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Jakarta, Indonesia – The climate decade has begun, marked by floods in Jakarta and surrounding areas in Indonesia which colours the turn of the year towards 2020. 

According to the Indonesian Meteorological, Climatological and Geophysical Agency (BMKG), the flood was caused by the highest daily rainfall since 1996, and the highest annual rainfall since 1856. At least 60 people were killed and hundreds of thousands of others have been displaced.

The flooding is also bound to result in huge economic losses, especially for those who are already facing challenges within the agricultural sector.  


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“We are deeply sorry for the victims. Not only to the victims of the floods that just happened, but also farmers who experienced crop failures this year due to the dry season which was longer than usual. In all these scenarios, it is always the poor and the marginalised that are hit the hardest,” lamented Sisilia Nurmala Dewi, Team Leader for in Indonesia.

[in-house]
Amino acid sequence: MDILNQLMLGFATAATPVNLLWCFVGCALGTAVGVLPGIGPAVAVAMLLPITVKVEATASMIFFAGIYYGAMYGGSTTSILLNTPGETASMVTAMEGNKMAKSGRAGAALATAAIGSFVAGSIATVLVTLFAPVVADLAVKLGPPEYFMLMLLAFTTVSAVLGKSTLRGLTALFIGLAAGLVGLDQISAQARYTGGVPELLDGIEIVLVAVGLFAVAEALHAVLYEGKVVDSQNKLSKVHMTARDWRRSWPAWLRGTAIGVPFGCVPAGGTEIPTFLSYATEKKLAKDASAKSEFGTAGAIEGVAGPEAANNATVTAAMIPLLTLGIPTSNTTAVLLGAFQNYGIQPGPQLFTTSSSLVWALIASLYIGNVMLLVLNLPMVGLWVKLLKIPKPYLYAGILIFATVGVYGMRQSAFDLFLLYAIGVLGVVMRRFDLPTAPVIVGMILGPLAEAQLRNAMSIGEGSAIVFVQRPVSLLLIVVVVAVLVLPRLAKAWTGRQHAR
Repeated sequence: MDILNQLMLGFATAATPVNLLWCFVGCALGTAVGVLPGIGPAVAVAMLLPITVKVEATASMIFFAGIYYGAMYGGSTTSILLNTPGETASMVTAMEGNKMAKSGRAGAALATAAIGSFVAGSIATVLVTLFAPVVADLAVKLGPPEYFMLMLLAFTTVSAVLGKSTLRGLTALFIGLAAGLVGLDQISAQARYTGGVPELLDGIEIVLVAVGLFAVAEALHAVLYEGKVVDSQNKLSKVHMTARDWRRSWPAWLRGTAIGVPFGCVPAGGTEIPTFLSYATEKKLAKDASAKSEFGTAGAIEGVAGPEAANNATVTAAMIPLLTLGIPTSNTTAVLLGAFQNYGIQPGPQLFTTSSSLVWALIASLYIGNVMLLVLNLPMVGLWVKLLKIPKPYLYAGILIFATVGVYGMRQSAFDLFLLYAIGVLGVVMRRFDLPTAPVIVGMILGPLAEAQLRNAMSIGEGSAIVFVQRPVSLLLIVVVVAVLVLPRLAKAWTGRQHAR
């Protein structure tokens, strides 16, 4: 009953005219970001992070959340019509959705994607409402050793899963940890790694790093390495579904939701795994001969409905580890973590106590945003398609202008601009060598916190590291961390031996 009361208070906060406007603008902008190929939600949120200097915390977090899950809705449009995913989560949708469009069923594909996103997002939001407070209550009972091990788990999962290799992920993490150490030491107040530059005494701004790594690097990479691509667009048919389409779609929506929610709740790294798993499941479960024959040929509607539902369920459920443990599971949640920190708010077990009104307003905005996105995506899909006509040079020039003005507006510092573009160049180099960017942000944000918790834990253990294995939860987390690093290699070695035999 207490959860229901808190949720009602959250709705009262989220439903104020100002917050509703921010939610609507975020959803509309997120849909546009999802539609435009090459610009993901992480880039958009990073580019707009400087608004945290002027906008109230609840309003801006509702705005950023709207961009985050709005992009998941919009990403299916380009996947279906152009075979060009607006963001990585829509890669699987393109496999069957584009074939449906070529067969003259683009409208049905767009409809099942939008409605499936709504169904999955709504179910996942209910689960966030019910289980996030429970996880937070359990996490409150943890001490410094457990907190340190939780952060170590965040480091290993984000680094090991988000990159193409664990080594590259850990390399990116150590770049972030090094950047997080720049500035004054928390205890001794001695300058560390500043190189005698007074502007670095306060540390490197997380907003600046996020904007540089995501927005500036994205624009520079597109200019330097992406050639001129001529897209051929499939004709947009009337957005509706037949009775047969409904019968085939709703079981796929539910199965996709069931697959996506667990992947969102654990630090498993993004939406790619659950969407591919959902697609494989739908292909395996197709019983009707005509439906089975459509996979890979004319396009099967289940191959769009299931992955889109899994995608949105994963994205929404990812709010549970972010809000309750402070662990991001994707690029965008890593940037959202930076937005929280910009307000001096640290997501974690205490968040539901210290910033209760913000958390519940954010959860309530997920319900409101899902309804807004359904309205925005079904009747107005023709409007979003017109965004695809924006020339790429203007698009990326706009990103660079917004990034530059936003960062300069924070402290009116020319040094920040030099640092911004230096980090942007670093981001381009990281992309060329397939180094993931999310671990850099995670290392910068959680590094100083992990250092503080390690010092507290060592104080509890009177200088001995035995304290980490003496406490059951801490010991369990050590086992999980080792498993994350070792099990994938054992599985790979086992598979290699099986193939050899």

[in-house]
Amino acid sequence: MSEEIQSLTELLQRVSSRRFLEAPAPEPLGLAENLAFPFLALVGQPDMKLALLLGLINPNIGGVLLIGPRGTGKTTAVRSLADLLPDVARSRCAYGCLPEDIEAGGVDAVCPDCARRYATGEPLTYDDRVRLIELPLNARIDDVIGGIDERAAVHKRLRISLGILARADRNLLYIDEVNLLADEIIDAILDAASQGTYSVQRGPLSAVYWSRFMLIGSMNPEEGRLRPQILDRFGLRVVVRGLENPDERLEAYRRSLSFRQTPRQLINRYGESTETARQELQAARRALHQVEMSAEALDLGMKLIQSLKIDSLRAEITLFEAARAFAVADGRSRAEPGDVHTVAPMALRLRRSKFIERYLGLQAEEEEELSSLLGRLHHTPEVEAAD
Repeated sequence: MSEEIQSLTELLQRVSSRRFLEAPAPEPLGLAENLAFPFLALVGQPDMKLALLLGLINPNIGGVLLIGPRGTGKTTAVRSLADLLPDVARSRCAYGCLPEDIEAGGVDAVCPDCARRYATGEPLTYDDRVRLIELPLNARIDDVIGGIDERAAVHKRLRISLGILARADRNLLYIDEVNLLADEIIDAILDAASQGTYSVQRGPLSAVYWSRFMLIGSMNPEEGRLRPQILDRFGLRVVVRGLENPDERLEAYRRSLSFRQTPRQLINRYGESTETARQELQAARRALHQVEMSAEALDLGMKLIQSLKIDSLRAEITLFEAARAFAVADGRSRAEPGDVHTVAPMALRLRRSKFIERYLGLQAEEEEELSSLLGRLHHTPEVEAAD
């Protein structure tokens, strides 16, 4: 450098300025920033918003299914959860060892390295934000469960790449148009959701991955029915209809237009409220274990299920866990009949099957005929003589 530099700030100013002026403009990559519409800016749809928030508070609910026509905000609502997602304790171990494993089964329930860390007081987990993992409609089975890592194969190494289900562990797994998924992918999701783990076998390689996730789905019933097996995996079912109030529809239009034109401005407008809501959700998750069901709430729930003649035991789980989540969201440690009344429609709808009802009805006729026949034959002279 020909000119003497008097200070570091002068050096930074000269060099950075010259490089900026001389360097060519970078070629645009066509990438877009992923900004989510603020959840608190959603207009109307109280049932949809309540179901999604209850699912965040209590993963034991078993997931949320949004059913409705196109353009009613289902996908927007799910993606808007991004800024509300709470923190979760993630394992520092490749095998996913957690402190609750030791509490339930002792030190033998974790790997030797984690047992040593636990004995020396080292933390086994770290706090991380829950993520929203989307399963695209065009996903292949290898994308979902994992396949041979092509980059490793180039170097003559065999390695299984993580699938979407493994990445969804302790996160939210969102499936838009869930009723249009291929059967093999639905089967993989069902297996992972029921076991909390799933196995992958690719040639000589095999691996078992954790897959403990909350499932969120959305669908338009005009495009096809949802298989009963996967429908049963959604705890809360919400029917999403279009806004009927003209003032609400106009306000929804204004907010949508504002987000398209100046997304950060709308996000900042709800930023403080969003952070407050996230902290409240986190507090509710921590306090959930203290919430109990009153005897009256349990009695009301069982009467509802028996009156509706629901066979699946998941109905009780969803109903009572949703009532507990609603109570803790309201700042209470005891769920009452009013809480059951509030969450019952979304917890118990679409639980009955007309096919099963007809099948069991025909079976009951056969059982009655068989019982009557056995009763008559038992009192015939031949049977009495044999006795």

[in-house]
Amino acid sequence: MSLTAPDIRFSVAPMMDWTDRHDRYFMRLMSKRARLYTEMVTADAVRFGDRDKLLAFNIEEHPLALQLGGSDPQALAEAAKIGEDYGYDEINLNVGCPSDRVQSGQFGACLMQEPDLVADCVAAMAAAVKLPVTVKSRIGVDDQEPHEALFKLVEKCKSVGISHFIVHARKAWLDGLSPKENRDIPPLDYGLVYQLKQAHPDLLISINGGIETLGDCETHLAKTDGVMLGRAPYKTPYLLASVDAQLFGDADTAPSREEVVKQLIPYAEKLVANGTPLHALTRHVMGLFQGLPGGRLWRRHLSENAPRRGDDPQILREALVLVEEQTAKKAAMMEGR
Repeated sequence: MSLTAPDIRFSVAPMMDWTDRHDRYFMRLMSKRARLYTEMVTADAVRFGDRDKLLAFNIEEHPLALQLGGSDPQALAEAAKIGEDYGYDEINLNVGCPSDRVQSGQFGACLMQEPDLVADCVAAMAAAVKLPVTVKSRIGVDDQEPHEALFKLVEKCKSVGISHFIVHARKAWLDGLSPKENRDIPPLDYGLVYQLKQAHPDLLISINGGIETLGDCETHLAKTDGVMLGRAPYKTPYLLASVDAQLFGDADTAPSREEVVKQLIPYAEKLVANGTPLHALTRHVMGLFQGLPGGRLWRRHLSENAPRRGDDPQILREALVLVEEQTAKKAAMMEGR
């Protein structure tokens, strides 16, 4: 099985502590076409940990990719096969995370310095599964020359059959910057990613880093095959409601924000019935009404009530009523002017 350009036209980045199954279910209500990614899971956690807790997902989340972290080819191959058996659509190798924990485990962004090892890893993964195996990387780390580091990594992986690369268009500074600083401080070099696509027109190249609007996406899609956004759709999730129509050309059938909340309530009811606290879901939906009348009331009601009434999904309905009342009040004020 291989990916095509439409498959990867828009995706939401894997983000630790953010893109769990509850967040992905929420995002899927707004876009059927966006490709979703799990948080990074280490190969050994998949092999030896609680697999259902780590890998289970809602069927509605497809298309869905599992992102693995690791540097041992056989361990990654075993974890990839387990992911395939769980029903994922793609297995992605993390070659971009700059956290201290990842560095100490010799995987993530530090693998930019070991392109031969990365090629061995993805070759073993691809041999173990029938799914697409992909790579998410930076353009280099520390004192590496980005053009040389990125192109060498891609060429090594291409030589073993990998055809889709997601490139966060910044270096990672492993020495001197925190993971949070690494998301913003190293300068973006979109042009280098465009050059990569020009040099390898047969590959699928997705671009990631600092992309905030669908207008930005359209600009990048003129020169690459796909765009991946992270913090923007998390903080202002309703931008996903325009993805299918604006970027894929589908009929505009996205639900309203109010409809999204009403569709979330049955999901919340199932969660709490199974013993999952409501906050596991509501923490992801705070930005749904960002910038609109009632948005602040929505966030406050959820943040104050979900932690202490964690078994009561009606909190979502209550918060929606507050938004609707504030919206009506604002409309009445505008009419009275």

“This should be a reminder of the importance of climate change mitigation and adaptation efforts which need to be an important agenda for Indonesia’s development. All citizens can play a role in demanding policies and governance that are aware of climate risks and actively take action to prevent climate crisis. Disincentives to the coal industry that contributes significantly to the climate catastrophe must be enforced while economic incentives for renewable energy need to be boosted. This is a form of development that protects people from environmental disasters.”

These forecasted figures in terms of losses and victims are anticipated to rise, considering the extreme weather forecast in the form of heavy rain accompanied by lightning and gale-force winds, and will continue until mid-January. The frequency of extreme weather conditions will also continue to increase with rising global temperatures.


[1] Jakarta Floods Indicate a Decade of Harsher Climate Impacts | Common Dreams ➤[2] ➤